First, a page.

Introduction: Sexual orientation and gender identity data collection is necessary to address health inequities. This study examines sexual orientation and gender identity data reporting among community health centers.
Methods: Using the 2016-2019 Uniform Data System for 1,381 community health centers, trends in reporting of sexual orientation and gender identity data were examined. Multivariable logistic regression was used to assess associations between community health center characteristics and whether sexual orientation and gender identity data were available for ≥75% of a community health center's patients in 2019. Data were analyzed in 2021.
Results: In 2016-2019, the percentage of community health centers with sexual orientation and gender identity data for ≥75% of patients increased from 14.9% to 53.0%. In 2019, community health centers were more likely to have this data for ≥75% of patients if they were in nonmetro counties (OR=1.48, 95% CI=1.04, 2.10 versus metro), were in the South (OR=2.27, 95% CI=1.57, 3.31) or West (OR=1.91, 95% CI=1.27, 2.88 versus the Northeast), and had more patients aged between 18 and 39 years (OR=1.04, 95% CI=1.02, 1.07), between 40 and 64 years (OR=1.04, 95% CI=1.02, 1.06 vs <18 years), or veterans (OR=1.10, 95% CI=1.01, 1.20). This was less likely among community health centers serving 10,000-20,000 patients (OR=0.70, 95% CI=0.52, 0.95) and >20,000 patients (OR=0.44, 95% CI=0.32, 0.61 vs <10,000) and community health centers with more patients of American Indian/Alaskan Native (OR=0.98, 95% CI=0.97, 0.99) or unknown race (OR=0.92, 95% CI=0.86, 0.97 versus White).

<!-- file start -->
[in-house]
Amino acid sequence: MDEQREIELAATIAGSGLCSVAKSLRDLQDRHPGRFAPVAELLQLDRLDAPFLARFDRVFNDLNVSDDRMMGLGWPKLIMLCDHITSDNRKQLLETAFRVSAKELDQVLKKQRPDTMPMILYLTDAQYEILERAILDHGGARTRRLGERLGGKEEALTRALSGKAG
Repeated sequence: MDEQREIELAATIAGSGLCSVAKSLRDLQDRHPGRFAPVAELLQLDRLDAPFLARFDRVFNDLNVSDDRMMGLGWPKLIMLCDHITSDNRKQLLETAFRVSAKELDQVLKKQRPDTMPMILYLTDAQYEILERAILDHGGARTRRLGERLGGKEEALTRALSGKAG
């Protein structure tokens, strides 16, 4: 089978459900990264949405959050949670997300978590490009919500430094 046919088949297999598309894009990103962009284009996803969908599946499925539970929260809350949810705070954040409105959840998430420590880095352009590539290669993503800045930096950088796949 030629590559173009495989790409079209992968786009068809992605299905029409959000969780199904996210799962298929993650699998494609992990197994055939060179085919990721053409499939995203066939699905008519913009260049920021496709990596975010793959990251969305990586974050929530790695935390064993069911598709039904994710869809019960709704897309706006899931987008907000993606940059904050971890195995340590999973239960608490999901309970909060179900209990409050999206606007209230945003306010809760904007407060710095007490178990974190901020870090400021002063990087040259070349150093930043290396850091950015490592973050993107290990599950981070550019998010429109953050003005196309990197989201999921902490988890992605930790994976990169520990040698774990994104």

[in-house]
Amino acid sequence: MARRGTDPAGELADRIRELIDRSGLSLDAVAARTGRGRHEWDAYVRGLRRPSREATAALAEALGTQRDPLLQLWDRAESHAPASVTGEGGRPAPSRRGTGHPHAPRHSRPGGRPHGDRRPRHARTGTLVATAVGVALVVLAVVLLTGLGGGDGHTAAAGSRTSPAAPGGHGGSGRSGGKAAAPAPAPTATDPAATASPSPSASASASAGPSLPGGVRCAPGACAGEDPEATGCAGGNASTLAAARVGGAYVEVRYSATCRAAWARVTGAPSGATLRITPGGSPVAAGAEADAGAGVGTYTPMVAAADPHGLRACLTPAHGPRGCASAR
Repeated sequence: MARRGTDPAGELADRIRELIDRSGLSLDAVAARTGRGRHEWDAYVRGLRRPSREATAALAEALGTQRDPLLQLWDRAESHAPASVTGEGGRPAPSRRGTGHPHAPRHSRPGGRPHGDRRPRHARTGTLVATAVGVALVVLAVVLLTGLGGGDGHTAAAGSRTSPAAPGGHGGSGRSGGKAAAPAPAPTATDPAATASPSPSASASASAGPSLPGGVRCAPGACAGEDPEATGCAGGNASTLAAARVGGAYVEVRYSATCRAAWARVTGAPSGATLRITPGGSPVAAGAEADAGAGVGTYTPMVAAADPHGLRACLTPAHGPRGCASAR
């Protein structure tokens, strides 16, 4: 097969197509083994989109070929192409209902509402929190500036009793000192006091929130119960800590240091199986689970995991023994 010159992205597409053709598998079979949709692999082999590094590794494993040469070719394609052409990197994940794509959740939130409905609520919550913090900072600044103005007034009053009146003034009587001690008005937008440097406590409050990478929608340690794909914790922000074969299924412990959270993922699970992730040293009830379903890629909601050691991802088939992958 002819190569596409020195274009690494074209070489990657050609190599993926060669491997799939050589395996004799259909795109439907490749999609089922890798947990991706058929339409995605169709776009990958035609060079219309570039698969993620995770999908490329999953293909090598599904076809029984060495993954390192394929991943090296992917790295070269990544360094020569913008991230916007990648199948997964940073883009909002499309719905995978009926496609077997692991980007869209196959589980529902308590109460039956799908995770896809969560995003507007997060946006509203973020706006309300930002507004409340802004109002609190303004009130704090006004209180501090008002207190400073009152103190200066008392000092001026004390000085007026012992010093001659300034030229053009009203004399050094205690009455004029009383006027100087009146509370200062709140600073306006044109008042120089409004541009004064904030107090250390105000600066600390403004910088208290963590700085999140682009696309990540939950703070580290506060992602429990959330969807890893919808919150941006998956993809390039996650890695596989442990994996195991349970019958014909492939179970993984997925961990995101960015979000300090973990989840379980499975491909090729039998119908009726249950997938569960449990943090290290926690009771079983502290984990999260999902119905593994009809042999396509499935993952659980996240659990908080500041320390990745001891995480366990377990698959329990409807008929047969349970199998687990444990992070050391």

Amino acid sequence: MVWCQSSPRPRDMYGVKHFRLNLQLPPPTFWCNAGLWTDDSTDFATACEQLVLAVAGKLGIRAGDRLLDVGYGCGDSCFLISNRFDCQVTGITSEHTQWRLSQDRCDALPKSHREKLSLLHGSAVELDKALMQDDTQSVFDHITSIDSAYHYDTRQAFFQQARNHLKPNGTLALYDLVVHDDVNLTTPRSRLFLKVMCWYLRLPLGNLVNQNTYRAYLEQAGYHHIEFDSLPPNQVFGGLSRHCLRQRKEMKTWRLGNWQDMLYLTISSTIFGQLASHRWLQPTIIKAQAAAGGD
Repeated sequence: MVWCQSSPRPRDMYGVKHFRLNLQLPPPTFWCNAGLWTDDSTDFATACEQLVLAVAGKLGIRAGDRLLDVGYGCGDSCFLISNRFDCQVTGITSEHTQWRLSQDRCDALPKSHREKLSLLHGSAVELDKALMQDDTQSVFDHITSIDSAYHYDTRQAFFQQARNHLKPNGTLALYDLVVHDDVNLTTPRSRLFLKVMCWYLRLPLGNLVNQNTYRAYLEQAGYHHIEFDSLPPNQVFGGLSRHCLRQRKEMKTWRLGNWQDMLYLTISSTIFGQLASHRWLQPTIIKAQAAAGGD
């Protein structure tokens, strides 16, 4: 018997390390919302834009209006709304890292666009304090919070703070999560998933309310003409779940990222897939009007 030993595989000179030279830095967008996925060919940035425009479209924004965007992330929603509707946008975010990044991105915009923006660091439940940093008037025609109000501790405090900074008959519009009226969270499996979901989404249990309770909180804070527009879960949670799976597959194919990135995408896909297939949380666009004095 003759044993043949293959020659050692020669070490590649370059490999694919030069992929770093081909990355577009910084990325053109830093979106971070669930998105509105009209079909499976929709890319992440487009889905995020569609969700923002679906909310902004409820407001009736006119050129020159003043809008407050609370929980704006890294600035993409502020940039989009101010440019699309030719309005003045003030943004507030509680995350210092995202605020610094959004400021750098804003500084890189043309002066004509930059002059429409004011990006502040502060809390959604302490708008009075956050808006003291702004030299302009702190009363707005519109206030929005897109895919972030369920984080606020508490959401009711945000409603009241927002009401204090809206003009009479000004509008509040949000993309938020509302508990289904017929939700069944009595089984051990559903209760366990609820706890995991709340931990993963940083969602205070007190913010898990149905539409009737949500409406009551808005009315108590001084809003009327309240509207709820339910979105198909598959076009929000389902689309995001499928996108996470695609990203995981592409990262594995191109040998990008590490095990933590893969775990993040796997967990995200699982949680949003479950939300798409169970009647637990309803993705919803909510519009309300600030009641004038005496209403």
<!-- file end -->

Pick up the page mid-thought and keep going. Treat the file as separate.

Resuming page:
Conclusions: Collection of sexual orientation and gender identity data by community health centers has increased substantially since 2016, although gaps remain.
Copyright © 2022 American Journal of Preventive Medicine. Published by Elsevier Inc. All rights reserved.